From day one of his new title reign, Lewis had the reputation of a champion who was guarded and wouldn't meet worthy contenders. The truth is that he was just wrestling Paul Bowser wrestlers, like Malcewicz, Garkawienko, Joe Komar, George Mcleod, Stan Stasiak, Lutze, and Howard Cantonwine.
On March 17, 1928, Tom Packs announced that he and Philadelphia promoter Fabiani, would bar Ed Lewis from wrestling in their promotions unless Ed agreed to meet "legitimate title contenders". Lewis did not defend this title in St Louis for the rest of 1928. It seems to me that there was a power struggle between promoters and Paul Bowser won the prize. The storyline in St Louis was that Packs wanted Lewis to wrestle Jim Londos and Lewis refused. It's possible, but no sure thing, that Packs wanted Lewis to drop the title to his star Londos but Sandow and Bowser had other ideas. This is the first sign of the rivalry between Lewis and wrestling next huge super star Jim Londos.
Lewis believe, and justifiability so, that he "made" Londos. He didn't do jobs for Jimmy but he did put him over in many matches in Canton and St Louis. The larger Lewis, in size and "push", had lost exhibition matches to Londos and given him falls. Lewis and Sandow felt they had made a lot of money for Londos and expected some loyalty, but after Munn's loss to Zbyszko, Londos jumped to the Stecher side, taking a bunch of other wrestlers with him. Lewis had developed a strong hatred for Londos and he was willing to do anything that would make him look bad.
On March 30, Lewis beat Toots Mondt at Houston. This was the last time Ed would defend this title against his good friend.
Lou Daro still had a use for Lewis and his title so he became part of the Sandow/Bowser alliance. Daro had a major territory in Los Angeles and a good arena with low rent, so thought out the 1920's and 30's he was able to use whatever talent or promoters he wanted. Daro was willing to work with anyone who could make him money. For the next few years, Los Angeles would be one of Lewis' strongest city. On May 2, 1928 Lewis returned to LA and defeated Nick Lutze at the Olympic Auditorium in front of almost 9,000 fans. The match lasted 1:29:35. Lutze was very popular and a rematch to a finish took place on June 13 at The Olympic. Lewis won two out of three falls and drew a sellout 10,000 with a gate of $16,000.
The Olympic's biggest draw early in the year was Jim Londos, but he disappeared from the city as soon as Lewis began making appearances.
On June 25, Lewis defeated Malcewicz in Houston and drew a record crowd. At the time, the National Democratic Convention was in town. The party ended up nominating Al Smith, who went on to lose to the Republican Herbert Hoover. So Smith, Malcewicz, and the country all ended up as losers.
On May 28 and on July 9, Lewis defeated Marin Plestina in Minneapolis.[238a There was a story told in the book FALL GUYS by Marcus Griffin. The story says that Toots Mondt ran into the trust buster Plestina at the Hotel Pfeister in Milwaukee around June 1926. The two went to Mondt's room for a drink. Mondt made Marin an offer to leave his manager Joe Marsh and join the Lewis group. He told Plestina he could go with him to Lewis summer home in Nekoosa, Wisconsin. Marian would then wrestle Lewis in a gym shoot, and if Plestina could win that match, Ed would drop the world title to him with in two months. If he lost the shoot, Marin would then "play ball", work matches and still make good money. Plestina had gotten a lot of publicity from manager Marsh, but very little cash. He was getting old and he had a family to support, so Plestina agreed.
In stories told by Mondt and Lewis, it was always Billy Sandow who had no faith in the Strangler and wouldn't let him take on "trust buster" types in contests. It was their way of telling fans that Lewis was game and not to blame for avoiding major contenders over the years. So this story is important to Lewis supporters.
Marsh got Plestina to Nekoosa, and Lewis liked the idea, but Sandow hated it. So they wrestled and Strangler Lewis beat Plestina two falls in less than thirty minutes. Griffin then claimed that Lewis defeated Plestina in "almost every big city in America".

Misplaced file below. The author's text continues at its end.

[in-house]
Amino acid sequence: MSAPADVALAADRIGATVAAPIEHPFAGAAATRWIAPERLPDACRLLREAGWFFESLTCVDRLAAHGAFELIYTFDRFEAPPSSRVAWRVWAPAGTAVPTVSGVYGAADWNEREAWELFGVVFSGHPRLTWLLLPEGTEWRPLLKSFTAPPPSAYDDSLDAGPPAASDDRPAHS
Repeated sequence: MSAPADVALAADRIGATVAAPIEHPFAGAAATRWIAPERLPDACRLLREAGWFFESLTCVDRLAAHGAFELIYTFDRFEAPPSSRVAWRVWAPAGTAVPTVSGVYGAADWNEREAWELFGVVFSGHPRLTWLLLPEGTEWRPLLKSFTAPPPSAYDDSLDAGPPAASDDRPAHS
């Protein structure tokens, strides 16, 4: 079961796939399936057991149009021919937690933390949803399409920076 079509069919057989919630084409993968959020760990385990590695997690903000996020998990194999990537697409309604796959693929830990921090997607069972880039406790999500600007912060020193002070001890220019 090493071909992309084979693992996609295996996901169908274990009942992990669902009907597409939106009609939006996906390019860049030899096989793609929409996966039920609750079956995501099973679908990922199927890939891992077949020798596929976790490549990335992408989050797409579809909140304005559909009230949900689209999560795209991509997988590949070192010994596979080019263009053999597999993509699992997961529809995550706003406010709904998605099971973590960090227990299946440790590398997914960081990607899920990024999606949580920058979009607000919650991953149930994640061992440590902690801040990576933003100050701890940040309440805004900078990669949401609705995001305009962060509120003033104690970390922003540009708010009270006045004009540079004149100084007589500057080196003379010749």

I would love to believe that story and the idea of Ed beating Plestina in a "shoot" match, but there are problems. From results we find that Plestina had left Joe Marsh and was working for the Jack Curley group by April 1925 in Boston (against Bowser). The time line of the match, taking place in June 1926, seems OK because Plestina was one of Lewis's known trainers before the Munn matches and the title win over Stecher. But the first match in an arena, took place in May and then July in 1928. The record only has Ed defending the title verses Plestina three times. Why did they wait so long to wrestle? By the time they got in the ring, everyone was getting old. Was Sandow afraid of a guy working for him? Well Pesek and even Dick Shikat worked for him and Ed avoided them too.
I think Plestina needed a good job and joined up with Sandow, first as a trainer and later agreed to be talent for a few more bucks. As for Lewis being able to beat him in a shoot, I believe it. Nothing makes me think Plestina was a top level shooter.
Another wrestler would begin a career in 1928 that would become an important figure in Ed Lewis' career. Gus Sonnenberg was born on March 6, 1889 on a farm in Green Garden, Michigan. After attending a country school, he moved to Marquette, Wisconsin in 1912 to live with his older sister while attending high school. He was known for his line play on the football team at Marquette High School. Sonnenberg played right guard and later was moved to tackle. He also was a kicker. In 1916 the Marquette football team went undefeated, took the U.P. championship and out scored the opposition 211 points to 7. After graduating, Gus then passed up scholarships to major colleges to go to Dartmouth. The university didn't offer athletic scholarships, so Gus worked small jobs to support himself while playing football. Possible because of WWI, he left Dartmouth to teach and play ball back in Marquette. He returned to Dartmouth in 1920 to play on a good team and was good enough to make the all-American team at tackle. In the 1920 Dartmouth-Pen game he kicked an important 80 yard punt and was considered a major football star. He was smart, well spoken and known as a lover of good poetry. He then left Dartmouth for the University of Detroit. He graduated in 1922 with a Law Degree. He then worked for an automotive company but would take time off to play pro football. Pro football was small time in the 1920's and Sonnenberg didn't make much money, even while being a star. From 1922 to 1928, he played with The Green Bay Packers, Columbus, The Ohio Tigers, The Detroit Panthers, and The Providence Steam Rollers. In Providence, he played along side of John Spellman, who was also a pro wrestler. One night a bunch of the player went to the match to watch Spellman perform. Gus thought the sport was a joke and he claimed he could do better than anyone on the card. So on a bet, Sonnenberg was taken to a gym and trained as a pro wrestler. To the surprise of everyone, Gus was better than everyone.